I have been interested in the matter of placing out boys and I have been trying to convince our managers of the advantage of that for a year or more. One of them heard something about the Kentucky system, and thought it was pretty fine in the way in which it worked out. As I understand it, under the Kentucky system the parent of the feeble-minded child (Dr. Rogers will correct me if I am wrong) is said to take care of it. I would not recommend that. We propose to do as Dr. Fernald has done, let these boys go out on the farm. We know the difficulty in New York of finding labor, and the farmers are very much in need of this class of laborers. We have a few boys out at the present time and I would like to see more of them placed out. I don't know but what I would like to see some of the girls sent out if the families could be well picked and we could have a supervision over them.


Then another matter that I was glad to hear Dr. Fernald discuss is that of sterilization. The very cases which most need to be sterilized can never be reached. Therefore, the place for them is in the institution or on the farm; but on the other hand, in our experience in placing these boys out, I have had three or four come back in the last few months with infectious and social diseases. Of course they did not have proper supervision, though we have picked out families very carefully. Two or three boys work in the mills and they have the privilege of coming back and seeing the entertainment every Friday. These boys have money that they have saved and placed in the saving bank, but the danger from social diseases makes their employment in the country advisable instead of in the city. Those that we have in the country are the ones that are getting along the best.


Now for the purpose of finding these borderline cases in the community, that is, these cases which ordinarily do not come under the action of the law, the present legislature in New York State has this year created a Bureau of Analysis and Investigation under the State Board of Charities. The first thing they will attempt to do is to correlate family names in the prisons, charities and insanity departments. Then they will send their agents out in the community to find the actual conditions, which action certainly looks very promising.


Dr. Fernald refers to two other very important points, the matter of educating the public concerning the nature of feeble-mindedness and expert advice concerning the possibility of other children being defective, when one such has been born into any given family. The former is very important. In regard to the latter, I have been consulted in several cases and in this connection I would like to ask for information on one thing in animal breeding whether there is anything in the literature of human breeding confirming it. I refer to the notion prevalent among animal breeders that the first offspring will be defective.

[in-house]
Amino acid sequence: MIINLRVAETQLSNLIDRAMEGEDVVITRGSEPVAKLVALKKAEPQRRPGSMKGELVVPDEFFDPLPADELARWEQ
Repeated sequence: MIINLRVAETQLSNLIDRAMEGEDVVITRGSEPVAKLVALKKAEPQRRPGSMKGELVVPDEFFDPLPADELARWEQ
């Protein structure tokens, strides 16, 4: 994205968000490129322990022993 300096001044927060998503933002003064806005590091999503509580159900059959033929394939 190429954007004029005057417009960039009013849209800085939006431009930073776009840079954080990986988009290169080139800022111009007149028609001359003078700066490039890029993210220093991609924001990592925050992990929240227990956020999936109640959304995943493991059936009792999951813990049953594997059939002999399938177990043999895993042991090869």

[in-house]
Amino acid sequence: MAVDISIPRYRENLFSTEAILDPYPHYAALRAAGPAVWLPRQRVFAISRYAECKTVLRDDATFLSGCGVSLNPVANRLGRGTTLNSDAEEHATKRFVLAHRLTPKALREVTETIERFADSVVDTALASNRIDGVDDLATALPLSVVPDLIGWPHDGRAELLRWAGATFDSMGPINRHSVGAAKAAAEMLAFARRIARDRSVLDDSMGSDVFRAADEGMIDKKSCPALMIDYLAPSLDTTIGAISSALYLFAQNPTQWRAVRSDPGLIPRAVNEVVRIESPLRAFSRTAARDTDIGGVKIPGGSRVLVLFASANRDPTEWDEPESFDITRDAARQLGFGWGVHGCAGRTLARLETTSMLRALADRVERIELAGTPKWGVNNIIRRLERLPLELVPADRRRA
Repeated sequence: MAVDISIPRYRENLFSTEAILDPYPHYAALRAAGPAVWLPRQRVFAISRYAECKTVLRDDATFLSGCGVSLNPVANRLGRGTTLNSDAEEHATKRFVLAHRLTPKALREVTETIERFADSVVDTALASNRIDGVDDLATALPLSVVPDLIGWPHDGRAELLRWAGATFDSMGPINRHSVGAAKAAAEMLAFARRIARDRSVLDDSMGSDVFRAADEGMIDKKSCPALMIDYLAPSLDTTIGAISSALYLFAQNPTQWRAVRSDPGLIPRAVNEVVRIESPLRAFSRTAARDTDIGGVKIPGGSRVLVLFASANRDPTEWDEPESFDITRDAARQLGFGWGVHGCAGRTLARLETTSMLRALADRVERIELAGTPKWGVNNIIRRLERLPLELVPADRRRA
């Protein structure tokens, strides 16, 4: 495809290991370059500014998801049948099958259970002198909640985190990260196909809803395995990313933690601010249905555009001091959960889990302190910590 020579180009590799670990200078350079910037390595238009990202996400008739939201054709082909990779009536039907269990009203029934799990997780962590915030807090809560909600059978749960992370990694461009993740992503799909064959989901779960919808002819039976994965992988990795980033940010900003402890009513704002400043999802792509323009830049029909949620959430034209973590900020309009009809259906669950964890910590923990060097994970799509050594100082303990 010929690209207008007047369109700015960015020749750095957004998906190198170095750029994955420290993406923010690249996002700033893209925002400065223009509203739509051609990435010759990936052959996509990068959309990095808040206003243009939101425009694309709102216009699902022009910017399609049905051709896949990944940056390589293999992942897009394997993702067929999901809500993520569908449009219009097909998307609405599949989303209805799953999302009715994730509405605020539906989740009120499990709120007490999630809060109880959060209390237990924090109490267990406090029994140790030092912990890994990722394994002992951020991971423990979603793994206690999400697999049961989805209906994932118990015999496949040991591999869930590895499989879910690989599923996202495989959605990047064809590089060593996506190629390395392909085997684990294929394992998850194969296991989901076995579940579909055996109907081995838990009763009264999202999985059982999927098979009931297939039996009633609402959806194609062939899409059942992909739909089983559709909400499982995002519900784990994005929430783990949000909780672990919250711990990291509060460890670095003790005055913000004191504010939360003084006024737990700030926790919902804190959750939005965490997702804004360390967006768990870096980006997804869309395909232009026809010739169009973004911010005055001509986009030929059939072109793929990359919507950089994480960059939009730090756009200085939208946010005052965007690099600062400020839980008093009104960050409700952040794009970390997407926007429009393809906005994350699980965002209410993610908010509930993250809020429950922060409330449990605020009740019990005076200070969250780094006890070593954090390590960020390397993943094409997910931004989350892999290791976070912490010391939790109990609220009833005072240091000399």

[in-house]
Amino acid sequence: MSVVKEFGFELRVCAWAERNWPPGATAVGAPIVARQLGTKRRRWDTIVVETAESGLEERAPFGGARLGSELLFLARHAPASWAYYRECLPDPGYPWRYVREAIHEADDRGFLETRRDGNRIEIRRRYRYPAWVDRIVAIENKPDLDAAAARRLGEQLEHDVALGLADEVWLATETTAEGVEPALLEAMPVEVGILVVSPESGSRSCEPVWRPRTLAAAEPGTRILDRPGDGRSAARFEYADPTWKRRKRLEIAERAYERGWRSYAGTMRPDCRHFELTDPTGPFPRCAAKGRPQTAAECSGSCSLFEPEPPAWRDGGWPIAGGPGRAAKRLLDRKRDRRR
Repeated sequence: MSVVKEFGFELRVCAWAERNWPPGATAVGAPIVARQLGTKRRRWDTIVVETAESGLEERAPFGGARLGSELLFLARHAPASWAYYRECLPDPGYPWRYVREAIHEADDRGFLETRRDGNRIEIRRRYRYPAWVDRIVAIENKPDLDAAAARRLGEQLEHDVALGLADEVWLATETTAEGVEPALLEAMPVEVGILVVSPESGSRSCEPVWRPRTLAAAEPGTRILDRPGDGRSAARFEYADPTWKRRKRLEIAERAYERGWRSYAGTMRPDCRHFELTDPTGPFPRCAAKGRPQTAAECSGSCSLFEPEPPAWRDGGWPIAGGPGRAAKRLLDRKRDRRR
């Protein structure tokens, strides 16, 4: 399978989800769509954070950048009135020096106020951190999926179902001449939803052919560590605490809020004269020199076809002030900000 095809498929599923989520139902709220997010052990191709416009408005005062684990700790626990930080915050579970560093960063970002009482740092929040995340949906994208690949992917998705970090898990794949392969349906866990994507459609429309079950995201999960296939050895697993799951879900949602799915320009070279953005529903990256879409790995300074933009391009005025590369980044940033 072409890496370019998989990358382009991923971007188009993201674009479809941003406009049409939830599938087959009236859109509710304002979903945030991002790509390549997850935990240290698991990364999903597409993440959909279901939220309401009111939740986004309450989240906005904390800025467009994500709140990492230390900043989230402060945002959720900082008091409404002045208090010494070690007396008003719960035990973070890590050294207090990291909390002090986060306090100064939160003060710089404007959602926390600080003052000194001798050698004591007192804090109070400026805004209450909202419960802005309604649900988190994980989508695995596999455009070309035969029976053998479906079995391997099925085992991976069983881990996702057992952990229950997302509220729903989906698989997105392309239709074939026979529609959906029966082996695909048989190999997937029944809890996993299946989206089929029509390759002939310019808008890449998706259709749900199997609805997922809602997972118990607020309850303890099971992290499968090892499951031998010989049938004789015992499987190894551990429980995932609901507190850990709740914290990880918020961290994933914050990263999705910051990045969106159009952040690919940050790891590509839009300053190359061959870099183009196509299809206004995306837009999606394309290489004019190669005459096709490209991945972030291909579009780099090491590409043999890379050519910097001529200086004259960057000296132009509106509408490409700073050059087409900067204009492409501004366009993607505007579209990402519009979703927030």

Mr. Van Wagenen: Professor Raymond Pearl has lately written a paper which I have on this subject, making some observations from his studies of animal breeding in regard to the question of sterilization. Looking at this matter simply from the scientific and eugenic point of view, any person who is defective, or in whose family, within two generations prior there is known to be one or more defective or insane, should not be permitted to procreate. Any person having one defective child, as soon as the fact becomes known, should not be permitted to procreate any further. He derives these conclusions from his experience in animal breeding.


Dr. H. H. Goddard: Pearson says that the child labor laws in England which resulted in reduction of the size of the families, worked great injustice because the first and second children are inferior, and, exactly as you said, the third, fourth and fifth would have been brighter. Now that the size of the families has been reduced the value of the population has been reduced because the best children have been cut off.


Dr. Bernstein: In three instances, based on my interpretation of the subject and based on my understanding of animal breeding, for I have known of a great many breeders of horses and cattle who didn't think of keeping the first offspring as a part of their fancy stock -- where I couldn't trace any bad heredity within a generation or two, I have advised them to take the chance of having a second child. In one instance it was normal, and in one instance they took no chance. They were particularly interested in having us know the facts and they wanted information on the subject. The mere fact that they had begotten one feeble-minded child at first and there was no marked heredity in the family, did not seem to me to warrant their being deprived of the privilege of having a family.